The militants gained ample arms, ammunition and other equipment when multiple Iraqi divisions fell apart in the country’s north, abandoning gear and shedding uniforms in their haste to flee.

IS has used captured Humvees, which were provided to Iraq by the United States, in subsequent fighting, rigging some with explosives for suicide bombings.

Iraqi security forces backed by Shiite militias have regained significant ground from IS in Diyala and Salaheddin provinces north of Baghdad.

But that momentum was slashed in mid-May when IS overran Ramadi, the capital of Anbar province, west of Baghdad, where Iraqi forces had held out against militants for more than a year.

ISIS Wins No Matter What Happens Next

May 28, 2015

ISIS Wins No Matter What Happens Next, The Daily BeastMichael Weiss, May 28, 2015

1432804506635.cachedAhmad Al-Rubaye/AFP/Getty

Usama al-Nujaifi, one of Iraq’s vice presidents and the former parliamentary speaker, pointed out that recent missteps by the militias has squandered incipient good will for Sunni reconciliation. Yesterday, during a parliamentary session, the Sunni governor of Diyala province was fired—and replaced with a Shia. “This is a real threat and a very negative message to Iraqis. This is considered a break to the rules and it contradicts what has been agreed,” Nujaifi said. “The majority in Diyala are Sunnis.”

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The latest planned attack on the terror army could be playing right into their hands.

The Obama administration is being slammed from all sides for its failing strategy against ISIS—and rightly so. But amid all the scorn, one question has yet to be asked about the resiliency of the terror army, which, actually goes to the heart of its decade-old war doctrine. Namely: does ISIS actually win even when it loses?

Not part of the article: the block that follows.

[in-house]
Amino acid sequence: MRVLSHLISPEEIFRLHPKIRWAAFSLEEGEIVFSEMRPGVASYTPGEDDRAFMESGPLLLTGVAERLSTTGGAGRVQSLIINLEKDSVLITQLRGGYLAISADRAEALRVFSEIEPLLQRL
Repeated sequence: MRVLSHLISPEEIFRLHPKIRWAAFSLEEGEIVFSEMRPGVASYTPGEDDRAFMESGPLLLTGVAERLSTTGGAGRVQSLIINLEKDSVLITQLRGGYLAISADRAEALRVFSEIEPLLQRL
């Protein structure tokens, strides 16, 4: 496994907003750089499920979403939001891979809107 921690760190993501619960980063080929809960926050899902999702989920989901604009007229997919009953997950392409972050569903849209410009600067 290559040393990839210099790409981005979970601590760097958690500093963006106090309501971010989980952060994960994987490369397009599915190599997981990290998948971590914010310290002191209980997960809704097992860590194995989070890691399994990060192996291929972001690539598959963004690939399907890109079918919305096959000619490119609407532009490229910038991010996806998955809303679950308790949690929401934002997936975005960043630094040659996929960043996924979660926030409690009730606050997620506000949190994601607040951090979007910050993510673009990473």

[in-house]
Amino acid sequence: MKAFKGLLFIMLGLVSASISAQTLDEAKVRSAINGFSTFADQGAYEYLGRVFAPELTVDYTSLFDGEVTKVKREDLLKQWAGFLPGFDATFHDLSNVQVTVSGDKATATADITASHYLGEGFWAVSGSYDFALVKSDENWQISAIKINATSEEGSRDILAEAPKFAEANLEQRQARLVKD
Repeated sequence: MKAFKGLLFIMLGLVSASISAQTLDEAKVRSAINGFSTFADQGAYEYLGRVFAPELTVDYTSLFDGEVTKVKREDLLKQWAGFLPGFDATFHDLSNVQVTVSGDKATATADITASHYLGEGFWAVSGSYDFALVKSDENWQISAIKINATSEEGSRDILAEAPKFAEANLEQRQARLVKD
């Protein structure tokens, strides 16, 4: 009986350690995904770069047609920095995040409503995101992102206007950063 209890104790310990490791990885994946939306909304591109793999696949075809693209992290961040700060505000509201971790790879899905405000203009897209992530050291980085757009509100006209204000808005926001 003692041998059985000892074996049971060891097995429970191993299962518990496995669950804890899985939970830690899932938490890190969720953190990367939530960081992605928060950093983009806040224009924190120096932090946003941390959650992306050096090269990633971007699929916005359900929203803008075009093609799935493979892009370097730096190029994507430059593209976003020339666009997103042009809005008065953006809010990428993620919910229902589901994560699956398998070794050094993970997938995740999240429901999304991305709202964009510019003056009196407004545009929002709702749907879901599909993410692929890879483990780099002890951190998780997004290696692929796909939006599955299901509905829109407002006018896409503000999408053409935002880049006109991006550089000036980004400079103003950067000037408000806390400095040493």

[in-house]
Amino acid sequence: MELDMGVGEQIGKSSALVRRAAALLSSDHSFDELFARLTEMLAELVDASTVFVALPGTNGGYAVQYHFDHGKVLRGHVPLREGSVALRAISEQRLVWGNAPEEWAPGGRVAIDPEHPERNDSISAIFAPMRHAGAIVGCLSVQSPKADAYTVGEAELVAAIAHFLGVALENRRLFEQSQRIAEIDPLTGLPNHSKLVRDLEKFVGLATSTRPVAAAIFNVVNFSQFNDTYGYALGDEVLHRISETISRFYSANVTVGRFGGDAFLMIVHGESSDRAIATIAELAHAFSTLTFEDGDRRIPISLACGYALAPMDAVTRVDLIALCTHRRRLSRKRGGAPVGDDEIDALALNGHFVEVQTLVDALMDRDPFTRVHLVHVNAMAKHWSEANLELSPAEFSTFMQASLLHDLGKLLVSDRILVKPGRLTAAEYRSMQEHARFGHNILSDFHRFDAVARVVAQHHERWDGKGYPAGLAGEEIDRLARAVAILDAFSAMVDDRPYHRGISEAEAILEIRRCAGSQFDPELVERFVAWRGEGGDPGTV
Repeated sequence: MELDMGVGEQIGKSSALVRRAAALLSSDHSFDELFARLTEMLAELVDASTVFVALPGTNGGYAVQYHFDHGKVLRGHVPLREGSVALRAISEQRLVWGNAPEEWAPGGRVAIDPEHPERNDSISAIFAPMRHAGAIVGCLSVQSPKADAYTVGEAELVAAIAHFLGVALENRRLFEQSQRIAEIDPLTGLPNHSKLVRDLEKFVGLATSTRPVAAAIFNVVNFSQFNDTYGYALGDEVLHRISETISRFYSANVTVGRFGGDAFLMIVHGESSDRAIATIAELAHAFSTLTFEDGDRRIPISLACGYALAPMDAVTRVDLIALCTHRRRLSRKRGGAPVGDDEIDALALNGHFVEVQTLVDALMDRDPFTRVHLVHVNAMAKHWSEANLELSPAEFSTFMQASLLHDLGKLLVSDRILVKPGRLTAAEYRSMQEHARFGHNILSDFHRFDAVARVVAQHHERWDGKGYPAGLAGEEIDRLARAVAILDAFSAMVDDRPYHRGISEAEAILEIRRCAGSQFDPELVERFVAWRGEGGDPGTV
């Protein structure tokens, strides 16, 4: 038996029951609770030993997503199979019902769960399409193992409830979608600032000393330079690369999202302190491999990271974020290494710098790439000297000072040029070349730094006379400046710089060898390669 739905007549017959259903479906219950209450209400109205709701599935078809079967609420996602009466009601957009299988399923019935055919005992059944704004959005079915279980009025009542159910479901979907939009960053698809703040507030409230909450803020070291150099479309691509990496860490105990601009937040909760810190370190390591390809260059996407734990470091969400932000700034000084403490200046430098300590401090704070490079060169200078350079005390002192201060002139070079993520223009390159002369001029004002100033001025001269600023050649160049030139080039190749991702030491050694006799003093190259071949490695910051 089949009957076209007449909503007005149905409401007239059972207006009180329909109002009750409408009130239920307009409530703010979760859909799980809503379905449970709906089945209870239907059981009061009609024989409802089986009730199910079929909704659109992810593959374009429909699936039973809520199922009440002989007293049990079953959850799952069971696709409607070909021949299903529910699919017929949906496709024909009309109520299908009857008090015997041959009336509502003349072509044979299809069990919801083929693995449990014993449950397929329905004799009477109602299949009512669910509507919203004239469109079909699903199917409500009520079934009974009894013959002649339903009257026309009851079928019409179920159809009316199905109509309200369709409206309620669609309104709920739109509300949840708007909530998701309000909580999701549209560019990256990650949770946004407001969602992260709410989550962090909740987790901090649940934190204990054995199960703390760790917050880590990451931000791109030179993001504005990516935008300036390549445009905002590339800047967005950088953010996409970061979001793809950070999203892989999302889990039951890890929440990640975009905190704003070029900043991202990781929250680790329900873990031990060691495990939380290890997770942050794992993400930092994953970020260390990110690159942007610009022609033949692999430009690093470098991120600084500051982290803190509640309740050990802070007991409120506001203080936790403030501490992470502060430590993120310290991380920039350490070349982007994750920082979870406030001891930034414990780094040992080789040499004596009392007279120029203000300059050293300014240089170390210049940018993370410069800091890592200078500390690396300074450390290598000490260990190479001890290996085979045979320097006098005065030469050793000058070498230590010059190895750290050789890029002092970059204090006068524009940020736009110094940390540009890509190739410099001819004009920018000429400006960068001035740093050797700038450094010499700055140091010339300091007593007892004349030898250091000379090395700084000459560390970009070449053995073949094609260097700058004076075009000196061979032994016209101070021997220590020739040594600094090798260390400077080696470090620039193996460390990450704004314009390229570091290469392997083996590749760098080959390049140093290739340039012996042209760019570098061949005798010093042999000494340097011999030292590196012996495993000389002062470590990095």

This isn’t an academic issue. America’s allies in the ISIS war are gearing up for a major counteroffensive against the extremist group. That assault that could very well play right into ISIS’ hands.

Having superimposed its self-styled “caliphate” over a good third of Iraq’s territory, in control of two provincial capitals, ISIS is today in strongest position it has ever been for fomenting the kind of sectarian conflagration its founding father, Abu Musab al-Zarqawi, envisioned as far back as 2004.

Zarqawi’s end-game was simple: by waging merciless atrocities against Iraq’s Shia majority population (and any Sunnis seen to be conspiring with it), Zarqawi’s jihadists would have only to stand back and watch as radicalized Shia militias, many of whose members also served in various Iraqi government and security roles, conducted their own retaliatory campaigns against the country’s Sunni minority. Internecine conflict would have the knock-on effect of driving Sunnis desperately into the jihadist fold, whether or not they sympathized with the ideology of al-Qaeda in Iraq, Zarqawi’s franchise and the earliest incarnation of what we now call the Islamic State.

Indeed, in the mid-2000s, the Jordanian jihadist nearly got what he wished for by waging spectacular terror attacks against Shia civilians and holy sites, such as the Golden Mosque in Samarra, a strategy which quickened devolved Iraq’s violence from a primarily anti-American insurgency into all-out civil war. The only stopgap for a truly apocalyptic or nation-destroying result was the presence of nearly 200,000 U.S. and coalition troops. Today, however, absent such a foreign and independent military presence, the main actors left in Iraq are the same extremists —Shia militias and ISIS.

This fact was only driven home last week after thousands of U.S.-trained Iraqi Security Force personnel, including the elite counterterrorist Golden Division, fled from Ramadi, allowing the city fall to a numerically modest contingent of ISIS jihadists. Having been initially instructed by Iraq’s Prime Minister Haider al-Abadi to refrain from defending the city (no doubt at the prompting of Washington) the Hashd al-Shaabi, the umbrella organization for these Shia militias, now say they are prepping a massive counteroffensive to retake Ramadi. It promises to be a drawn-out and highly fraught counteroffensive, pitting paramilitaries—which have been accused of war crimes and atrocities by Human Rights Watch, Amnesty International and United Nations Human Rights Commission—against genocidal ISIS militants.